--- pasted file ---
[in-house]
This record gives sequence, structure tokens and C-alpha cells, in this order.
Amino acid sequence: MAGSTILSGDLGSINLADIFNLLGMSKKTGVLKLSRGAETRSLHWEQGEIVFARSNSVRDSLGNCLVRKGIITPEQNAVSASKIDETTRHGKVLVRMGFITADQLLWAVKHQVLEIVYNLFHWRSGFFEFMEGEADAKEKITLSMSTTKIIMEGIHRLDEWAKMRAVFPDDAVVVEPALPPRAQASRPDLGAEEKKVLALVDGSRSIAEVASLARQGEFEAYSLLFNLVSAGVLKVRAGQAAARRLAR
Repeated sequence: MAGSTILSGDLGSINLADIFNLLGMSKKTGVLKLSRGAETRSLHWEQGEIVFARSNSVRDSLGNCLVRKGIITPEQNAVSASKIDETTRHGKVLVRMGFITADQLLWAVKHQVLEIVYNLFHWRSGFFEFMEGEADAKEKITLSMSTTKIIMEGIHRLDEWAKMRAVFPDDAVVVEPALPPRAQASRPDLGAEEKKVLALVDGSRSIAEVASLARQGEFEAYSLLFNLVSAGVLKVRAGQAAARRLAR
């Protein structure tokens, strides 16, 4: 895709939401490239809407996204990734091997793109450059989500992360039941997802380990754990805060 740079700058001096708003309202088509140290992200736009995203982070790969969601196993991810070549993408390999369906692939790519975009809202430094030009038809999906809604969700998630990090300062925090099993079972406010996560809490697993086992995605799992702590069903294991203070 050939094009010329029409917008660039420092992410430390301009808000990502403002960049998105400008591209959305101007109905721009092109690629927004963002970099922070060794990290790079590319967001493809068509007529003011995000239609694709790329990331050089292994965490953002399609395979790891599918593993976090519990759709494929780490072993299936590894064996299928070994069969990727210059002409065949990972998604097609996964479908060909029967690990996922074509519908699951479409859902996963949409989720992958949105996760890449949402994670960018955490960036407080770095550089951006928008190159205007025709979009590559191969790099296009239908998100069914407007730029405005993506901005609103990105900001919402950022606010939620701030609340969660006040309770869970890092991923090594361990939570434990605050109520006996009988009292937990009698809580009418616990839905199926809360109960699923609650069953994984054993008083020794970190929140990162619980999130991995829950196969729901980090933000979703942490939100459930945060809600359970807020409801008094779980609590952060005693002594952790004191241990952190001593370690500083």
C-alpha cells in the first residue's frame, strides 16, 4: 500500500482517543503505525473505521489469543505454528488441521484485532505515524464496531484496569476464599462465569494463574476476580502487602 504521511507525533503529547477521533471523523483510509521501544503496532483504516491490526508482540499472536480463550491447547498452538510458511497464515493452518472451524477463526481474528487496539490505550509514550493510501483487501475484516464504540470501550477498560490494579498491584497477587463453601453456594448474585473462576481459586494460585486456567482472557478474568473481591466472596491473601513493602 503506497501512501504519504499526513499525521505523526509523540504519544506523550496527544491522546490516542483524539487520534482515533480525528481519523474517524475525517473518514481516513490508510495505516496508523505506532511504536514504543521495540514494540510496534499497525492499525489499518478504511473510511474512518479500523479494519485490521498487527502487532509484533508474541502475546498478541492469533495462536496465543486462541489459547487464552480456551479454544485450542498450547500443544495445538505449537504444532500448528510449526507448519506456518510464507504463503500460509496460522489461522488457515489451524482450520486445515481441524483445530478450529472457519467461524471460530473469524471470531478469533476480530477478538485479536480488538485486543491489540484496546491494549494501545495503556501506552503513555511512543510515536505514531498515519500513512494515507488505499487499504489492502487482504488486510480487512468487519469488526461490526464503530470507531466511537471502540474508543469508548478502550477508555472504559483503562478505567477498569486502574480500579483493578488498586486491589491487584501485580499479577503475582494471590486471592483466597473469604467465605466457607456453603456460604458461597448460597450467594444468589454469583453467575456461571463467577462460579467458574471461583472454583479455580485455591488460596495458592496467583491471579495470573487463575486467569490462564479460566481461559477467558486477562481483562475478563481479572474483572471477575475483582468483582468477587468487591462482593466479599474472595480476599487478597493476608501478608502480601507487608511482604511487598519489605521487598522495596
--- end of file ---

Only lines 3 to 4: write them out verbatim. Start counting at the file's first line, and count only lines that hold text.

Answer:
Amino acid sequence: MAGSTILSGDLGSINLADIFNLLGMSKKTGVLKLSRGAETRSLHWEQGEIVFARSNSVRDSLGNCLVRKGIITPEQNAVSASKIDETTRHGKVLVRMGFITADQLLWAVKHQVLEIVYNLFHWRSGFFEFMEGEADAKEKITLSMSTTKIIMEGIHRLDEWAKMRAVFPDDAVVVEPALPPRAQASRPDLGAEEKKVLALVDGSRSIAEVASLARQGEFEAYSLLFNLVSAGVLKVRAGQAAARRLAR
Repeated sequence: MAGSTILSGDLGSINLADIFNLLGMSKKTGVLKLSRGAETRSLHWEQGEIVFARSNSVRDSLGNCLVRKGIITPEQNAVSASKIDETTRHGKVLVRMGFITADQLLWAVKHQVLEIVYNLFHWRSGFFEFMEGEADAKEKITLSMSTTKIIMEGIHRLDEWAKMRAVFPDDAVVVEPALPPRAQASRPDLGAEEKKVLALVDGSRSIAEVASLARQGEFEAYSLLFNLVSAGVLKVRAGQAAARRLAR